Mazda Racecar: Jesse Prather’s EP MX-5

Ever since Terry McCarthy won the 1994 Sports Car Club of America E Production National Championship in a Miata, the car has been a popular choice for the class and eventually also F Production as well. When the current generation MX-5 came along in 2006, it seemed natural that it would also find a home in the Production classes and win championships.

While the MX-5 has yet to win at SCCA’s National Championship Runoffs – there are many more well-prepared first and second-generation Miatas that have been hogging the spotlight – Jesse Prather is giving it his best shot with his MX-5. His was the only MX-5 in E Production at the Runoffs, and he finished fifth, one of three Mazdas in the top five, including Aaron Downey’s RX-3 and Matt Reynolds’ Miata.

Prather built many of the Miatas in the EP and FP fields at the Runoffs and several championship cars, but he knew he was facing a different challenge when he set out to build his MX-5 into a winning Production racer.


“The MX-5 in Production has only been classified for about three years and nobody else has built one but me, so I’ve had to develop the car,” Prather says. “It really is a different car from the Miatas – it has a different engine, it has different suspension and I’ve gone through and approached it the way I would with any car…what can we do to make this car as good as it can be?”

That begins with the basics – making sure the car is balanced, seam-welding the chassis and installing a nice stiff and safe rollcage. Then it’s time to work on making it fast.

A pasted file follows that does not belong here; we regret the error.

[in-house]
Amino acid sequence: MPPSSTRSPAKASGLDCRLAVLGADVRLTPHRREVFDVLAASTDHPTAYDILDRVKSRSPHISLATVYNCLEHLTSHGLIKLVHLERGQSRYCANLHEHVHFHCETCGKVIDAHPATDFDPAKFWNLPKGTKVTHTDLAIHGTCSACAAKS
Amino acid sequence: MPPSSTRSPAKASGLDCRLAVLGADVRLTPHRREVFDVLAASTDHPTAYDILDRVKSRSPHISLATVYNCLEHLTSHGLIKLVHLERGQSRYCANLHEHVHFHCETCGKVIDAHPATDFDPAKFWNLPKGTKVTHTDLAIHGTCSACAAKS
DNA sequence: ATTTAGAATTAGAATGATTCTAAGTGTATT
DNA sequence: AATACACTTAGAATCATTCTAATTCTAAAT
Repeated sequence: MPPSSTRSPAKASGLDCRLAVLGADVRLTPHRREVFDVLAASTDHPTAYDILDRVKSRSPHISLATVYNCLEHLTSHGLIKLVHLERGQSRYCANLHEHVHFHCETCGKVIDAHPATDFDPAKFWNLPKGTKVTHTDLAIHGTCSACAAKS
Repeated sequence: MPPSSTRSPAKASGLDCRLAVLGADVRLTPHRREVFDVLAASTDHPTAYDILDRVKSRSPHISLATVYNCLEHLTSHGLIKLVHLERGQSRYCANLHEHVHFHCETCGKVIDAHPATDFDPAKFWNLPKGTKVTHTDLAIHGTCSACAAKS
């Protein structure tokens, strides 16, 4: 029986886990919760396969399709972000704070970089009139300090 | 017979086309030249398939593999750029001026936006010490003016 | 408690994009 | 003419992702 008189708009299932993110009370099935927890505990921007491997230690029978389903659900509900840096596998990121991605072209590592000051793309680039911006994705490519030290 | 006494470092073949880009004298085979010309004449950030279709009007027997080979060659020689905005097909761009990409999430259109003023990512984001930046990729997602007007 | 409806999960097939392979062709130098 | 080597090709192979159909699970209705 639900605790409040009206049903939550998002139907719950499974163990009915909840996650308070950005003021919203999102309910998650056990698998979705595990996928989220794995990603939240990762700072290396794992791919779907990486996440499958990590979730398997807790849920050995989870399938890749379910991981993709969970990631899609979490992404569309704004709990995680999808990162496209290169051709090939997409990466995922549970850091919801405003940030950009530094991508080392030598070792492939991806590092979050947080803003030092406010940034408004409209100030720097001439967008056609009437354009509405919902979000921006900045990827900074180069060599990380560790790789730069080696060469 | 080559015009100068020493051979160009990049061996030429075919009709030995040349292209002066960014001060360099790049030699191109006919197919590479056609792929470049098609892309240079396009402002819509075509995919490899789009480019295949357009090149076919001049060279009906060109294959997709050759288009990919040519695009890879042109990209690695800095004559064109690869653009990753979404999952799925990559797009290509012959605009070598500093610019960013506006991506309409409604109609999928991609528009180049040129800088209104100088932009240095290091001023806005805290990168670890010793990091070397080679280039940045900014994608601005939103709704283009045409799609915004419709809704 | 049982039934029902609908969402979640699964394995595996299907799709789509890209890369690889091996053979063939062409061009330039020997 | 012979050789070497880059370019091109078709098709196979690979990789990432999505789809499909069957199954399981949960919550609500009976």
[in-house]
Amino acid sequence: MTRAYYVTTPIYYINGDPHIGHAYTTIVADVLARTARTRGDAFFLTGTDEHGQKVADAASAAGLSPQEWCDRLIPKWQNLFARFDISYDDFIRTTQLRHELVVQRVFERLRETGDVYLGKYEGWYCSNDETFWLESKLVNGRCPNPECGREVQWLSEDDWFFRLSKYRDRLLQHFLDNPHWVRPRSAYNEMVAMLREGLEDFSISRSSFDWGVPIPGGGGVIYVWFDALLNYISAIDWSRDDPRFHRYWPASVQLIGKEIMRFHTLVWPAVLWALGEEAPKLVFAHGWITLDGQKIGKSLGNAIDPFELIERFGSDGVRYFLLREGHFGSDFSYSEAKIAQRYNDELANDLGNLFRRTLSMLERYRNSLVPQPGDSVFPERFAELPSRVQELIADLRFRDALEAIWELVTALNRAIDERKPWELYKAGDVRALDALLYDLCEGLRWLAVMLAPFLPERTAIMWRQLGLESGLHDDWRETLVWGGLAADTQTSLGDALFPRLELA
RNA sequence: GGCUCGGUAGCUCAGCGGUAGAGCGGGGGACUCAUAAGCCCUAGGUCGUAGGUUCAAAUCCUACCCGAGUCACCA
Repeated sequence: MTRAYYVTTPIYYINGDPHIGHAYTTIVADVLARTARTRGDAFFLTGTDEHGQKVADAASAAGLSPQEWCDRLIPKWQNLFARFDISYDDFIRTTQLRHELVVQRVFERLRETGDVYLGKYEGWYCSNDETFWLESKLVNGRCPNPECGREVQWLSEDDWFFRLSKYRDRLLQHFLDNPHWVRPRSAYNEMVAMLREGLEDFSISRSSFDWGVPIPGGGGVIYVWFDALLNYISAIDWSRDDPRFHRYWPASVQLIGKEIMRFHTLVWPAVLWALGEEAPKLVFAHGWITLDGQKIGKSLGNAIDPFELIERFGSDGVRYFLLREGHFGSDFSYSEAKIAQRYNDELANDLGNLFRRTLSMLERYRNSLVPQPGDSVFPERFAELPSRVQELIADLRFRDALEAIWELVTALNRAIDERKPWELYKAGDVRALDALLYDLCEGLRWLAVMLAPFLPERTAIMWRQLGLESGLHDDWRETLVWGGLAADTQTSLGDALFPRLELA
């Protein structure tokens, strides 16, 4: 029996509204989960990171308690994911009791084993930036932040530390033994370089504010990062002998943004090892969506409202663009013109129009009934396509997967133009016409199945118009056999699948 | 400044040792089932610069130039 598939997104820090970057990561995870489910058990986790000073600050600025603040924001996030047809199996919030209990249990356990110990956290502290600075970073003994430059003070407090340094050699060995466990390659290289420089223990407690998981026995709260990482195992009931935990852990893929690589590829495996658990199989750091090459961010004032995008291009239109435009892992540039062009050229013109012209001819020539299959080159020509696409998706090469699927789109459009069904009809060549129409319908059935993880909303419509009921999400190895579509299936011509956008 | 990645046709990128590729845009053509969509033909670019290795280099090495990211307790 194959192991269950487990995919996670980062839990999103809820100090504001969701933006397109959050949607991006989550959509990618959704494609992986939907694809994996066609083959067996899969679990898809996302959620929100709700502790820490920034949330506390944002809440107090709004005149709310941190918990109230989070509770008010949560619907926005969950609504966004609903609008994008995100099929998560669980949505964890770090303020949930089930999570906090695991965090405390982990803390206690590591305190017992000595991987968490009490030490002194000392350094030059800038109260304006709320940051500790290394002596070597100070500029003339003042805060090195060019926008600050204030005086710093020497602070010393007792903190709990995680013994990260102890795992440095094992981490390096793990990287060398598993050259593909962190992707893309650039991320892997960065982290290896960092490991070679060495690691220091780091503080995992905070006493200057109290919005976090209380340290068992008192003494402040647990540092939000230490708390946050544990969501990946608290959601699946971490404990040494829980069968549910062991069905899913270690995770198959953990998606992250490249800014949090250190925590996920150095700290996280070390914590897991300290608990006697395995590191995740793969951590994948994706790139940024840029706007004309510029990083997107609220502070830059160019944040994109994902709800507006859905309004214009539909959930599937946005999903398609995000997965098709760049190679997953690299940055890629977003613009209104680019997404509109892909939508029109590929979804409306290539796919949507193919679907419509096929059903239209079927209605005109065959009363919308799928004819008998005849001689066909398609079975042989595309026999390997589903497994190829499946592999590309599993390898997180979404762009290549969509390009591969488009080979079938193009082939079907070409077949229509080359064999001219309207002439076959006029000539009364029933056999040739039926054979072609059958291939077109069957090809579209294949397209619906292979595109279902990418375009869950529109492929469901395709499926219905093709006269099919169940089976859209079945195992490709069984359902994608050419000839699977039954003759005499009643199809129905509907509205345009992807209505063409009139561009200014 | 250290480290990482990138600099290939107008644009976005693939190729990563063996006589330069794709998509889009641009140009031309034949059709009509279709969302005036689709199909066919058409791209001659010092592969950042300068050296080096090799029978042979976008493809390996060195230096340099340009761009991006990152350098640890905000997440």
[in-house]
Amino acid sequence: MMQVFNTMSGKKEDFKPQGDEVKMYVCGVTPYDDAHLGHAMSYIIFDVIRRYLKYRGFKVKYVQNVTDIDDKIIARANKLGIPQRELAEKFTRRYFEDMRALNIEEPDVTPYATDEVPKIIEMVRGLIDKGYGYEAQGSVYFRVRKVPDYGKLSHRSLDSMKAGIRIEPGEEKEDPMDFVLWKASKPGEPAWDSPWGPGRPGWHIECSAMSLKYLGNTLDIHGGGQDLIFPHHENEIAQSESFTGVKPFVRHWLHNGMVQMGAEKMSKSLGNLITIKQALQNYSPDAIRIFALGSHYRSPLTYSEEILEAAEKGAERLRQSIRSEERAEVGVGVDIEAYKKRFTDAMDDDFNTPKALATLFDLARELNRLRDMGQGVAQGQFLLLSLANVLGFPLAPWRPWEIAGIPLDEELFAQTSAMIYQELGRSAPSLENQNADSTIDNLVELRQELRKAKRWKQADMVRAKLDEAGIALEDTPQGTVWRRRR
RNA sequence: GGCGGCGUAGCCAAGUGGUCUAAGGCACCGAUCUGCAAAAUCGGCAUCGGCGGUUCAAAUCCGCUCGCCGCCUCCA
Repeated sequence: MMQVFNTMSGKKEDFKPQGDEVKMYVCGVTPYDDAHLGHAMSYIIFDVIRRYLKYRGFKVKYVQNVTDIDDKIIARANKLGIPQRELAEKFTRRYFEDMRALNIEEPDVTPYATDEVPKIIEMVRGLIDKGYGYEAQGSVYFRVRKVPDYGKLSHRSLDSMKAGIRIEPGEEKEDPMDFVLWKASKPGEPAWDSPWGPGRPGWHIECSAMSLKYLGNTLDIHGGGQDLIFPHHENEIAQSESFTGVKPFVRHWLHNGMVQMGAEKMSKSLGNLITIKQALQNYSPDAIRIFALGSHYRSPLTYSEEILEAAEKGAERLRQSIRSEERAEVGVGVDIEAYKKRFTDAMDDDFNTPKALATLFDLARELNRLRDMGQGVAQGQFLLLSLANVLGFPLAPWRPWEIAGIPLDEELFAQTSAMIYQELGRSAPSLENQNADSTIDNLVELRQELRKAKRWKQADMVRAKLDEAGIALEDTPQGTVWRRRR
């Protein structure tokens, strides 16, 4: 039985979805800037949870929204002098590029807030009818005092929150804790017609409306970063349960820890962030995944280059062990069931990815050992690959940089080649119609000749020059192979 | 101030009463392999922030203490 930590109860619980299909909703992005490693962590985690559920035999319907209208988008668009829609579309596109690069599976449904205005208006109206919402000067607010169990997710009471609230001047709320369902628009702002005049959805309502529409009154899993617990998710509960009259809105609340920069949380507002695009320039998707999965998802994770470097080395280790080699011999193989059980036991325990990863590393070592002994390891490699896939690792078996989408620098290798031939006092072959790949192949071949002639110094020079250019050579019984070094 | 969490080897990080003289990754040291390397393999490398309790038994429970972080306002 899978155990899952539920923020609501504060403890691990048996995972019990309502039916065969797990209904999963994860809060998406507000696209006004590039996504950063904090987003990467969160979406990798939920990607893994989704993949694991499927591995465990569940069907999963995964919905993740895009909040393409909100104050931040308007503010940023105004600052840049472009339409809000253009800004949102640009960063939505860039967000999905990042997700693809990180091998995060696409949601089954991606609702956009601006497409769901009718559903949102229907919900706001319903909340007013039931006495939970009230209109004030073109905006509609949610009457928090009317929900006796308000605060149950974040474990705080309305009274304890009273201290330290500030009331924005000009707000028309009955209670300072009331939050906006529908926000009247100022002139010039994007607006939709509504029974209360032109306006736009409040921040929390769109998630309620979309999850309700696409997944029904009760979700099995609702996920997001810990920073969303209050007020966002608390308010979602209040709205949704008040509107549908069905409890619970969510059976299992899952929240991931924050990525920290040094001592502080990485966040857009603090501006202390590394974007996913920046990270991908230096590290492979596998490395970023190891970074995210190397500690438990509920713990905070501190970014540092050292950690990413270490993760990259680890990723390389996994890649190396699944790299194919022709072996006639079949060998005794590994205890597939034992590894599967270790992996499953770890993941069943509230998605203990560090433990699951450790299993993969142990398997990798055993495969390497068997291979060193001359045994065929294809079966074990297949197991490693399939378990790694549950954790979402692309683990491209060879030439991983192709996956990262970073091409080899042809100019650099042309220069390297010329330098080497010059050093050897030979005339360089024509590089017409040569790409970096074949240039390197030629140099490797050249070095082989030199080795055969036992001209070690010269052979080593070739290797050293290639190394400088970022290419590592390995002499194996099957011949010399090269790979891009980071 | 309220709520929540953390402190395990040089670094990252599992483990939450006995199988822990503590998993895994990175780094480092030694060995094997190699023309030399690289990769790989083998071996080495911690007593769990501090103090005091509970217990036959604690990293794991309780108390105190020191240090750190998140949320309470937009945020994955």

“The 2.0-liter MZR motor is a really robust engine, and we’ve done a lot of cam development,” he says. “Everything is custom. The engine development has taken a couple of years to really get the power I’m looking for.

“As far as the little tricks go, there are so many of them that add up to what makes a Production car fast, it’s hard to pull out any one thing. We work on aerodynamics; we work on shock tuning. Gearing is really critical, so I’m running a dog-ring box, which means I don’t use the clutch up or down. I’m running an OS Giken Limited Slip.”

Balance is a critical component of a winning racecar package, and Prather has nearly achieved perfection in the pursuit of equal weight distribution.


“The fuel cell is in the passenger side of the car to offset the driver weight. When the car’s on the scales with me in the car, all four corners are within 10lbs. of each other on a 2400lb. car. The car’s balanced,” he says.

While Prather’s MX-5 is good, he’s still working on it. He won’t be satisfied until he wins a National Championship with it, adding to his 2006-’07 F Production titles and his 2008 E Production championship, all in Miatas. A few more positions and he’ll be there.